Thursday, July 22, 2010

SFMOMA Artists Gallery, Wondrous Strange: A 21st Century Cabinet of Curiosities

Leslie Frierman Grunditz, SeanO
 Organized by curators Maria Medua and Renée de Cossio of the SFMOMA Artists Gallery, Wondrous Strange takes the Renaissance idea of a "cabinet of Curiosities" and updates it to a surrealist version for the 21st century.  By combining ideas from steam punk, oil punk, DIY, and the Burning Man communities, the show attempts to present a complex combination of themes as diverse as evolutionary biology, history and anti-history, progress and decadence.

Muenning, Older than a dream
Wondrous Strange, the exhibition’s title, is derived from Midsummer Night’s Dream, and uses the wondrous and the strange as propellants for the imagination. Featuring works by more than a dozen Bay Area artists, the exhibition includes photography, sculpture, and painting.

The space at Ft. Mason has been transformed in to a Wunderkammern, or wonder room. Similar to the original cabinets of curiosities, the display method dissolves the distinctions between culture and science, and craft and fine art inducing awe, especially in children. The sixteenth century’s cabinets of curiosities, precursors to today’s museums, were encyclopedic collections of specimens from the natural world, as well as man-made artifacts. These cabinets served as educational resources for artists and natural philosophers of the early modern period in Western Europe.

Come in costume for the opening reception on Thursday, July 22 from 5:30 to 7:30 p.m. Dress as time travelers, looking to the late 18th thru the early 20th century as sources for inspiration—prizes will be awarded for best costumes.

Step into the Long Now Museum to see prototypes for the monument sized 10,000 Year Clock that the organization is building as an icon to long-term thinking. Clock engineers will be on hand to explain the intricacies of the mechanisms and to discuss the fluid nature of time itself. Other time-based aspects of the project including the micro-etched Rosetta Disk and Bristlecone Pines living at the Clock site will be on display.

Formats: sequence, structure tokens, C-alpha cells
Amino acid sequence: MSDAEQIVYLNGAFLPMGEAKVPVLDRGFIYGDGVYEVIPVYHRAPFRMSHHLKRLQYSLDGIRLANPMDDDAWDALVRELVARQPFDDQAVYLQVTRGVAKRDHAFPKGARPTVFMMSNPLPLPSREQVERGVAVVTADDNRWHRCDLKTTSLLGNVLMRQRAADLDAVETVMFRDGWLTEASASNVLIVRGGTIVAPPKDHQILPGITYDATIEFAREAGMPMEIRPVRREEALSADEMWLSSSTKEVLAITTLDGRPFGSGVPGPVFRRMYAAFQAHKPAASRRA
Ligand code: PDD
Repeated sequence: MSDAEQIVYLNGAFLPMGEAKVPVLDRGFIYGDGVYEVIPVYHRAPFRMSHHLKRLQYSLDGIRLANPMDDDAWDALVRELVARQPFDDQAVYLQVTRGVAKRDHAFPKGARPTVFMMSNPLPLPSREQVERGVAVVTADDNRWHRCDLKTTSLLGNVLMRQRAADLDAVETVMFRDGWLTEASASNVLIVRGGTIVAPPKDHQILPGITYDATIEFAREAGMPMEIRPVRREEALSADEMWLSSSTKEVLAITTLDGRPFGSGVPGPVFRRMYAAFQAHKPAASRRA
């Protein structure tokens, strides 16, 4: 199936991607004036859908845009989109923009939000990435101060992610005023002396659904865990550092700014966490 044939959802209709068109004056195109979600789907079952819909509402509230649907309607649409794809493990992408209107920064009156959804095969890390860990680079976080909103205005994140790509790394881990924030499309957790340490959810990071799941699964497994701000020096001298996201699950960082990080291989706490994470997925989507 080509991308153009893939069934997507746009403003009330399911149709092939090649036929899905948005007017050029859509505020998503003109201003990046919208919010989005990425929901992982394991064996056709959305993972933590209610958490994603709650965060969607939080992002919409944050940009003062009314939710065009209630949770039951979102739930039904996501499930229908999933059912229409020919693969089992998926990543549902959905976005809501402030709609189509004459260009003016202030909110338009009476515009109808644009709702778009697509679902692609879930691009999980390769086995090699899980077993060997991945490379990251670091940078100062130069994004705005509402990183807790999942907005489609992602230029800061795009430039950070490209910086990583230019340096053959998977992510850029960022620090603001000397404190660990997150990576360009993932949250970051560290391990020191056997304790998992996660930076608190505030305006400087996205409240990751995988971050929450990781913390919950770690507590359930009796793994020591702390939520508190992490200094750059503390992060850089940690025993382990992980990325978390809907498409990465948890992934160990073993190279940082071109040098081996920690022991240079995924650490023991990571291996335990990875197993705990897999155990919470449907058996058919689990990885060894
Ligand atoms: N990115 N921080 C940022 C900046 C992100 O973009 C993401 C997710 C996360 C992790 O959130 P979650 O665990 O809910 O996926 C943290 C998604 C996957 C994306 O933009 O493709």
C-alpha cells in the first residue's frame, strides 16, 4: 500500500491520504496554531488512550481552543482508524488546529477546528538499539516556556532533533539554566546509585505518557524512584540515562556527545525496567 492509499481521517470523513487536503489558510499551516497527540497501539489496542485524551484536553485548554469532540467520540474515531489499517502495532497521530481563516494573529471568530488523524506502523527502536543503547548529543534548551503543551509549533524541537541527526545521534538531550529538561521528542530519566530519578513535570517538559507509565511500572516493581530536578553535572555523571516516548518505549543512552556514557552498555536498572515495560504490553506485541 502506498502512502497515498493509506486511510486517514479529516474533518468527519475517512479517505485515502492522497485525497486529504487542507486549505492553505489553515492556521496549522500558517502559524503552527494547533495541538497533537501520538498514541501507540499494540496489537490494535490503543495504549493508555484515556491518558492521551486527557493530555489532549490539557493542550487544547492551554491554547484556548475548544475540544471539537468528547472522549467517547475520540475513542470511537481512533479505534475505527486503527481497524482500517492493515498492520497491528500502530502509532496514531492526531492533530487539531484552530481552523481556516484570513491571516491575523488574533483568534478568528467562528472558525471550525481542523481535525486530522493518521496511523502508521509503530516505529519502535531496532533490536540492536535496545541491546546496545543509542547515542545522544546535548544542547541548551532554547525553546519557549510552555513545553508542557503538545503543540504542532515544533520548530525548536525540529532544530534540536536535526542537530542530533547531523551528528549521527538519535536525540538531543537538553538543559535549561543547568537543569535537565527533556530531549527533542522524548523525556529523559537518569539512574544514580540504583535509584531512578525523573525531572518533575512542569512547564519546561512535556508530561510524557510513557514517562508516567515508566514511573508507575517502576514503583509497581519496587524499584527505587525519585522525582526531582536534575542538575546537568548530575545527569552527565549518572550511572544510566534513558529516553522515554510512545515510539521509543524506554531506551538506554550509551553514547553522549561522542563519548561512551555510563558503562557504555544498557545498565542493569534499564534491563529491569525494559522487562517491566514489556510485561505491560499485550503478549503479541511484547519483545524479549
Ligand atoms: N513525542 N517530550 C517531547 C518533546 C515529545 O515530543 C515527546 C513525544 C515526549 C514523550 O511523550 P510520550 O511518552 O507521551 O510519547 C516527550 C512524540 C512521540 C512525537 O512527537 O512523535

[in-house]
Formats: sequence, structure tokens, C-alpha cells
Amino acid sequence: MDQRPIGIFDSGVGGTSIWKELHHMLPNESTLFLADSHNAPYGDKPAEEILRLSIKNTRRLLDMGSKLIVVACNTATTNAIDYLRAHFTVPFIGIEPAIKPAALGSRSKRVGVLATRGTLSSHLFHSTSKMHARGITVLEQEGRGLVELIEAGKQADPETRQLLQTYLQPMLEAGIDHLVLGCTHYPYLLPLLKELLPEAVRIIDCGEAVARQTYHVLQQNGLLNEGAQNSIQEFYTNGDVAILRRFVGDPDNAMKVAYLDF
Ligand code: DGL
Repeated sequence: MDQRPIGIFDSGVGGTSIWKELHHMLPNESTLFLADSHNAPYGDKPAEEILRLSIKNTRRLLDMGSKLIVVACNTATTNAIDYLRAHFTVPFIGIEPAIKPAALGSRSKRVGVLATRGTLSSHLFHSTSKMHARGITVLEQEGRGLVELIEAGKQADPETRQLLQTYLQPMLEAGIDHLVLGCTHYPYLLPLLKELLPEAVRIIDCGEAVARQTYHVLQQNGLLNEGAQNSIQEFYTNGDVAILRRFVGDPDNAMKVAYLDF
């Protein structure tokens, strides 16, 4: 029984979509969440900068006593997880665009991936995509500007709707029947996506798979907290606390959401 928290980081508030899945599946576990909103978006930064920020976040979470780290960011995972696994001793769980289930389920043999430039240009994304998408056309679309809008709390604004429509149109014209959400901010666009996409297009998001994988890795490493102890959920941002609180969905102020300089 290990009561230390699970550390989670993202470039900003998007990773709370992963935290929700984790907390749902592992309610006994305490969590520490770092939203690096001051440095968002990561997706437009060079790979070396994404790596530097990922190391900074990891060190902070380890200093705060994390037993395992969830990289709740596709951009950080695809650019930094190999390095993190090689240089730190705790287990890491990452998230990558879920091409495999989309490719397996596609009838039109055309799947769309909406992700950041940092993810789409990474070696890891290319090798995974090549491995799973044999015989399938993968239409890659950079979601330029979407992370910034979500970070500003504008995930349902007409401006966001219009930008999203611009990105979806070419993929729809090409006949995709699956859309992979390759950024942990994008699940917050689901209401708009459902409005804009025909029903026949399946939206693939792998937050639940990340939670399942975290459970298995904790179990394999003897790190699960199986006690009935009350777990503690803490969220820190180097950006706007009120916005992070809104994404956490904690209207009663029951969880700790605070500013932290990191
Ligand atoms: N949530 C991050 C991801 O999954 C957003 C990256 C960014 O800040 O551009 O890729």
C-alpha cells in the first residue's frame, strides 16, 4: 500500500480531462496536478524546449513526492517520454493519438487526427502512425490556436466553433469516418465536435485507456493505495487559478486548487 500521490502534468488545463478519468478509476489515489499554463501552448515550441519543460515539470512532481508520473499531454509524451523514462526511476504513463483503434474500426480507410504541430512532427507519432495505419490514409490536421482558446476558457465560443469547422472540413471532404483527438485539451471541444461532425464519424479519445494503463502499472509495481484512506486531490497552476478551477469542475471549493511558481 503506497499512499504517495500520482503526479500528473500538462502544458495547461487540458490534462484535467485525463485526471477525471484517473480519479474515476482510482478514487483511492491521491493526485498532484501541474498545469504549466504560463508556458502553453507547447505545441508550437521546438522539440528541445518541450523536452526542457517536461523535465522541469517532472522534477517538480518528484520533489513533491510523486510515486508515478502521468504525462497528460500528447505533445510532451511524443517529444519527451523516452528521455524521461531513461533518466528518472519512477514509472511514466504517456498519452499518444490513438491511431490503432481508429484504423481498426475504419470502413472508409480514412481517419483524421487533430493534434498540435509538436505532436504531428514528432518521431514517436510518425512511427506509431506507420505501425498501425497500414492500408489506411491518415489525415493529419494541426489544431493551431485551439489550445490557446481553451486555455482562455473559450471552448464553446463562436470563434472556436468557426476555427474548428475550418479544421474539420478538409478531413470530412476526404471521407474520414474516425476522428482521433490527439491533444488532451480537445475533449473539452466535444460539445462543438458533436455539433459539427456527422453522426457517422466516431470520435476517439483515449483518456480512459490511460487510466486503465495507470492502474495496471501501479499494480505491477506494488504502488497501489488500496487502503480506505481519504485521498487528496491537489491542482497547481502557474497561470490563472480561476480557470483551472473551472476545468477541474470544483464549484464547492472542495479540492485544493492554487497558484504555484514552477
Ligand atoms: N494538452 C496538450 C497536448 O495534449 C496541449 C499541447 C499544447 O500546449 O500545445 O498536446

Just back from the LA Art Walk, the Golden Mean a.k.a. the Snail Art Car will also make an appearance. Created by Oakland blacksmith Jon Sarriugarte and his wife Kyrsten Mate, this transformed 1966 VW Bug shaped like a snail, transports 6 comfortably and has the added advantage of shooting flame from its feelers.

Also from 5:30 to 7:30 p.m., the punk band The Grannies will perform outside the gallery. The Grannies claim to have met in a police station in the Mission while being held for petty crimes involving Wild Turkey, electricity, naugahyde, Top Ramen, and Drano, among other things.

There will also be burlesque performances by the Burley Sisters. Fierce and sexy…the Burley Sisters delve into the psyches of different characters, and explore their relationships to each other and to their histories, interacting with and seeking to provoke the audience.

Inside the gallery, locally based opera singer and San Francisco Conservatory bound tenor Jonah Hopton will delight you with arias and art songs by Fauré, Massenet, Scarlatti, and Bellini.

On Saturday, August 28 from 2 to 4 p.m., the Artists Gallery will hold a closing event in honor of Johann Wolfgang Goethe’s birthday. A key figure in German literature of the late 18th and early 19th century, Goethe is best known as the author of Faust. Goethe is of particular interest because of his work often describes the practical and the poetic in conflict.

Activities will include color theory exploration for children and a curator’s talk by Kathy Aoki. Aoki will also lead a curator’s talk on the Tomb Room, A Special Exhibit on Loan from the Museum of Historical Makeovers and provide an introduction to the Gwen Stefani Memorial Temple and archeological dig.

SFMOMA Artists Gallery, Building A, Fort Mason Center, San Francisco
Gallery hours: 11:30 a.m. –5:30 p.m.; Tues. through Sat.

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